By Brenna Fender
Nearly every American agility organization has removed the chute (otherwise known as the closed tunnel) from the list of obstacles that can be used on an agility course. This has been an unprecedented move – never in agility’s history has one obstacle been dropped in such a widespread and immediate fashion.
The chute has a rigid opening and a closed fabric extension which dogs blindly push through. Many injuries have been reported as dogs slip on the fabric inside the chute or get wrapped up in the cloth while trying to exit. While the chute wasn’t really considered dangerous in agility’s early years, increased canine speed, more complicated course designs, and the use of surfaces like artificial turf have made the obstacle a hazard in the eyes of many competitors.
While several agility organizations have said that they have been looking into chute safety for some time, the seemingly sudden dropping of the obstacle across many organizations, including the very popular American Kennel Club (AKC), United States Dog Agility Association (USDAA), and Canine Performance Events (CPE), appears to have been linked to social media campaigns. A widely circulated video demonstrating chute-related injuries seems to have made a significant impact.
It’s important to note that one agility organization, the North American Dog Agility Council (NADAC), removed the chute (and several other obstacles) from use on course approximately 15 years ago, so the idea is not a completely new one.
For more information, see “The Chute is Eliminated from Nearly Every Agility Venue” (https://cleanrun.wordpress.com/2016/08/31/the-chute-is-eliminated-from-nearly-every-agility-venue/).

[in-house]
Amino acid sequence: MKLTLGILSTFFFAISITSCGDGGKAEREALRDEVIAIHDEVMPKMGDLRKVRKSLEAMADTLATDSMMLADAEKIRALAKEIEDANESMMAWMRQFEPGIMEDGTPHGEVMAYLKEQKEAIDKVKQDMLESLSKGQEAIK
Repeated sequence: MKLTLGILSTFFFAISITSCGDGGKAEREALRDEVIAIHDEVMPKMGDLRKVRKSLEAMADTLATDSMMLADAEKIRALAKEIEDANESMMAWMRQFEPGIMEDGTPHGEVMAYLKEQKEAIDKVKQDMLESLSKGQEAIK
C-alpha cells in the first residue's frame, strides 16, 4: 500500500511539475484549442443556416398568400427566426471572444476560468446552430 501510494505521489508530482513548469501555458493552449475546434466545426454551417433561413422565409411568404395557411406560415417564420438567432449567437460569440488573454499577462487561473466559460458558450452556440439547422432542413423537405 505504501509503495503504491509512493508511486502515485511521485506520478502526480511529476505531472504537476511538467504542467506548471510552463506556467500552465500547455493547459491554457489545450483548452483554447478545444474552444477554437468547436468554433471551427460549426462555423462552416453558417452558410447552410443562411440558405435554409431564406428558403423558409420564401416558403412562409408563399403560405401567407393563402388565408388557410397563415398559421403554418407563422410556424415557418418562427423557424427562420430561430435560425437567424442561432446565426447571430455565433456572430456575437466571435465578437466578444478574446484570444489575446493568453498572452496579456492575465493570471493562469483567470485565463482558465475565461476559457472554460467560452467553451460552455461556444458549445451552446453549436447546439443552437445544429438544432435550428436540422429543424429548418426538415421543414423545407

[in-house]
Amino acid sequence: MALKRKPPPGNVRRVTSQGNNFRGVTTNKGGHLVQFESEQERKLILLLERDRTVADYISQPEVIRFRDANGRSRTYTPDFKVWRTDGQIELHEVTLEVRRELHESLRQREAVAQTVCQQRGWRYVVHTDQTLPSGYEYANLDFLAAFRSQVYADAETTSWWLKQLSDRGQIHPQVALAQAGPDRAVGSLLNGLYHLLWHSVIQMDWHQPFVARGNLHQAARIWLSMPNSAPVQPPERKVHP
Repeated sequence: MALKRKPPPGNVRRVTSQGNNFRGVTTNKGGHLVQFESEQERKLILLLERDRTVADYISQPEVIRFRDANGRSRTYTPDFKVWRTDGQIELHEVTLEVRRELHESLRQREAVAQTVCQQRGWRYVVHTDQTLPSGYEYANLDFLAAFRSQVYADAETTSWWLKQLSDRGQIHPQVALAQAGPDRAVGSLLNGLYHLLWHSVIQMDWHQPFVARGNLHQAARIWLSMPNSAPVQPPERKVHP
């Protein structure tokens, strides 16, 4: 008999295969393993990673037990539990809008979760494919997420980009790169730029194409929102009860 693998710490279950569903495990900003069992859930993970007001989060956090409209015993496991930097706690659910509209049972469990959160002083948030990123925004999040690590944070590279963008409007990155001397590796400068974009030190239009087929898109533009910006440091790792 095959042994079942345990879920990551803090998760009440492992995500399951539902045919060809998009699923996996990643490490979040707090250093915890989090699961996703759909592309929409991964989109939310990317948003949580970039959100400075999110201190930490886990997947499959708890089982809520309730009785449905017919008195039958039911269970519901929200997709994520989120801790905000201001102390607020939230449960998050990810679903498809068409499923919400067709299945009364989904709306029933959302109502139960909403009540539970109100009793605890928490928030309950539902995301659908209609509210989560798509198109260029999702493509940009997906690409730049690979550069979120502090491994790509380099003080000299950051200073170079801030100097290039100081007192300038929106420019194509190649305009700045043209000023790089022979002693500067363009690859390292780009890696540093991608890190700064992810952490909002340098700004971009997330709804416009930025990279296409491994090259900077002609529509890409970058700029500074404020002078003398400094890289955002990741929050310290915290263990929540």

By Brenna Fender
Photo by Hillary Fuentes
Three-year-old Australian Labradoodle, Zac, made a big splash at a recent Courteous Canine North American Diving Dogs competition. On Saturday, he began jumping at 4′ and went to 5′, and on Sunday he started at 4’8″ and it went to 5′ again! It was a very impressive performance by a young dog.
Zac is owned by Tampa resident Suzy Giunta, who says that Zac has been a lover of the pool since he was 8 weeks old. “Zac’s favorite activity is definitely any activity involving water and a toy,” Giunta says.
Zac had an early introduction to water sports. A dog day care employee that Giunta used for Zac’s older brother, Buster, recommended that they try a dock jumping class at Courteous Canine. “Buster loved the water and took to the dock like a natural,” Giunta says. “Then Zac came along and we introduced him to the pool at 8 weeks old. He is a complete nut for the water! He always has his eye on the bumper and we cannot keep him out of the water,” she added.
With such success off the dock, we asked Giunta if she had some advice for owners of potential dock jumping dogs. She says, “Get your dogs in the pool, practice, be safe, have fun, and make new friends, fur and human!”
If you would like to try dock jumping with your pup, try a class at Courteous Canine (www.courteouscanine.com/group-class-main-campus/#dock) and visit the next dock jumping competition to be held at the facility in October 2016 (http://northamericadivingdogs.com/events/courteous-canine-oct-2016/).
The lure course is like crack for my dog, Dorie ! I am glad that I found a nice place to feed her “addiction “. Thank you !
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Picture shown with permission from 863Furtography.
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